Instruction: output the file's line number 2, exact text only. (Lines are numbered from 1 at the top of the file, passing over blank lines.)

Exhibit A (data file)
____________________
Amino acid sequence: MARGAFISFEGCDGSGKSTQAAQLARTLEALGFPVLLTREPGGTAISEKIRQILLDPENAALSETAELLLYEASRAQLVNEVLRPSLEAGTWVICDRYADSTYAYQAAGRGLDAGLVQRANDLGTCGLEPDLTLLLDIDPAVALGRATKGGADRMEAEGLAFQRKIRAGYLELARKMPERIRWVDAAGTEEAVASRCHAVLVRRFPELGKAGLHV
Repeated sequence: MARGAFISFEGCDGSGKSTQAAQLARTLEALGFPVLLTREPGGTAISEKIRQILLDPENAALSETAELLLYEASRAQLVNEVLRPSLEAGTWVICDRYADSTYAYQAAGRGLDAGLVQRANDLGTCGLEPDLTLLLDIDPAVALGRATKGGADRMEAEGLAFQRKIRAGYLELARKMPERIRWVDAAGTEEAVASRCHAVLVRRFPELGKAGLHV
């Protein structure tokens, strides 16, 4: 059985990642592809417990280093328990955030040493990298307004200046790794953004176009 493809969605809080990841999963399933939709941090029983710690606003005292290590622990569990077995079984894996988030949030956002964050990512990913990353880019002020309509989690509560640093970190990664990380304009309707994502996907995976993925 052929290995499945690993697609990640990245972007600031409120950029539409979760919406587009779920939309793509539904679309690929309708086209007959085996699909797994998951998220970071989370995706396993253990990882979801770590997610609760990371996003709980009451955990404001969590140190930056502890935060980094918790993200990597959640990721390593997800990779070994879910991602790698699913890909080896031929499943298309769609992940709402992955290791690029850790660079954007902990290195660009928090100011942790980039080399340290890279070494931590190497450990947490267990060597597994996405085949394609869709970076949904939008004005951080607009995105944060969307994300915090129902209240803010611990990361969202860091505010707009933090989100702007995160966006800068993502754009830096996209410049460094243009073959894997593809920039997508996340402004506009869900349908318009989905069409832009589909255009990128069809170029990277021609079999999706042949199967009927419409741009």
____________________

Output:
Repeated sequence: MARGAFISFEGCDGSGKSTQAAQLARTLEALGFPVLLTREPGGTAISEKIRQILLDPENAALSETAELLLYEASRAQLVNEVLRPSLEAGTWVICDRYADSTYAYQAAGRGLDAGLVQRANDLGTCGLEPDLTLLLDIDPAVALGRATKGGADRMEAEGLAFQRKIRAGYLELARKMPERIRWVDAAGTEEAVASRCHAVLVRRFPELGKAGLHV